Prescription for life
Another book-themed activity, Omakase, is a tailor-made activity to encourage staff to read more, to broaden their horizons and at the same time cultivate their temperament and relieve work pressure. Omakase is a Japanese word that means “please!”. Customers put themselves in the hands of experts and let these professionals to take them on a journey into the unknown. To deliver this experience of “trust”, Hactl worked with Book Director Nathan Lee (Nathan) to create a questionnaire about staff lives. Based on each participant’s feedback, Nathan then provided them with a written “prescription”, for which he had selected a number of books tailored to their specific needs.
Nathan, the Book Director, did not know any of the participants personally. As he read the questionnaires, he described it as meeting a new person for the first time, but it seemed like they had known each other for a long time. “We are all used to showing our strong, hard-working side, but everyone has problems and mixed emotions in their lives. If you choose the right book, you’ll find that other people are facing similar situations and no one is really alone.” Nathan describes a library or bookshop as a vast forest, and himself as the guide who knows the clues and trails, leading everyone to a tree worth looking at, or perhaps a few beautiful views.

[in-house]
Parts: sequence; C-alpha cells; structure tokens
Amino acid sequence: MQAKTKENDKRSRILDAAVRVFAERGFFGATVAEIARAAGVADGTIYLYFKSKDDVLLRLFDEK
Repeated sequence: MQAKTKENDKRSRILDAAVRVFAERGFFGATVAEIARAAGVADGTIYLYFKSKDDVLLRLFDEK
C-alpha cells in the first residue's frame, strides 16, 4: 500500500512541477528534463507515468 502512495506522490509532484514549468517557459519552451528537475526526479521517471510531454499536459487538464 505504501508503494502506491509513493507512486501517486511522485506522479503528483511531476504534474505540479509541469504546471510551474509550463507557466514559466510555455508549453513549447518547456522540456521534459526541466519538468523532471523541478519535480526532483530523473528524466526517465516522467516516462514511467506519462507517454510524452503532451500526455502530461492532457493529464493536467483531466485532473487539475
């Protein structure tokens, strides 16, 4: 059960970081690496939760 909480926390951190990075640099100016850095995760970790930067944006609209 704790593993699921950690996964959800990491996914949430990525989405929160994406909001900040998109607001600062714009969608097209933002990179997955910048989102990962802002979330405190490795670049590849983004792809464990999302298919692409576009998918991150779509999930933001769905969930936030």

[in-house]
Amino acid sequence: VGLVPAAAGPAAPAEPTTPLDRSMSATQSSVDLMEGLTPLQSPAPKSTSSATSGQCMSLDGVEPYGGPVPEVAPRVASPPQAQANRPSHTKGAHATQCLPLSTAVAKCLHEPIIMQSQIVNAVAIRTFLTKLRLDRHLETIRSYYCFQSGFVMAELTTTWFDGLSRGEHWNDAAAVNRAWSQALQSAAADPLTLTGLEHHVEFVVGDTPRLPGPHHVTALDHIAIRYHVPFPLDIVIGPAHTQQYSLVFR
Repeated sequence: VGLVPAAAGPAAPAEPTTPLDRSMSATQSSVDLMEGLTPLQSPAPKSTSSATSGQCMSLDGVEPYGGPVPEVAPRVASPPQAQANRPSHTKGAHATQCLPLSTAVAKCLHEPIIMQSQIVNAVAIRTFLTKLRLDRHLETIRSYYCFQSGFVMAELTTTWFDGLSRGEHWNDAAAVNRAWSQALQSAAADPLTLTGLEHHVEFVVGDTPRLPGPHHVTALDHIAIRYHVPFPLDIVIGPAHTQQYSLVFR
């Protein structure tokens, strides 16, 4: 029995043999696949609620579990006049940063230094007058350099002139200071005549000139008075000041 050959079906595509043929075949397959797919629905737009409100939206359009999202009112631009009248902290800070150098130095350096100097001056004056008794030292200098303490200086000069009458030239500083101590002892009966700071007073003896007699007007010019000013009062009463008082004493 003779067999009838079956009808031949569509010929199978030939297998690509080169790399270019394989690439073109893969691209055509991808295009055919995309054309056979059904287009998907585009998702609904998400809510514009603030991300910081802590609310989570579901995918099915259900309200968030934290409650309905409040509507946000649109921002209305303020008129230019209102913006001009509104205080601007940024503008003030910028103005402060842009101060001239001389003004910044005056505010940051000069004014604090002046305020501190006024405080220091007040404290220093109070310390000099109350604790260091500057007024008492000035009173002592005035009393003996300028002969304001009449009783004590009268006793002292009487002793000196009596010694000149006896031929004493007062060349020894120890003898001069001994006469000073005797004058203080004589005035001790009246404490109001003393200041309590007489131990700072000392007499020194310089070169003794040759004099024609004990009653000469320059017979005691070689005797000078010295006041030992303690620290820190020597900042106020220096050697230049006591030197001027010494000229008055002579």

Kenneth from Engineering and Facilities Services, who is always trying to challenge himself and achieve a breakthrough in his life, received a copy of Armstrong’s biography First Man: The Life of Neil A. Armstrong in his prescription. Hannah from Corporate Communications, a keen traveller, said in her questionnaire that she was bored because she hadn’t visited abroad for so long. She received a copy of a French novel entitled Les gens heureux lisent et boivent du café (Happy People Read and Drink Coffee). “It was a great surprise for me,” she says. “Reading it during the pandemic was like going on a rejuvenating trip. I felt very light physically and mentally.”
After Michelle from Human Resources received an illustrated book of Pixar’s animated film, Soul, she set aside a weekend afternoon to watch the entire film with her daughter. In the film, she discovered thoughts that she had always wanted to share with her daughter, but could not put into words. Michelle hopes that at some point in her daughter’s life, she will remember the film and understand what her mother wanted to convey.
Beyond knowledge, there are many indescribable experiences we can enjoy through books. Books can be closely linked to life and help each person to solve their internal problems. In effect, a book is like a prescription for life.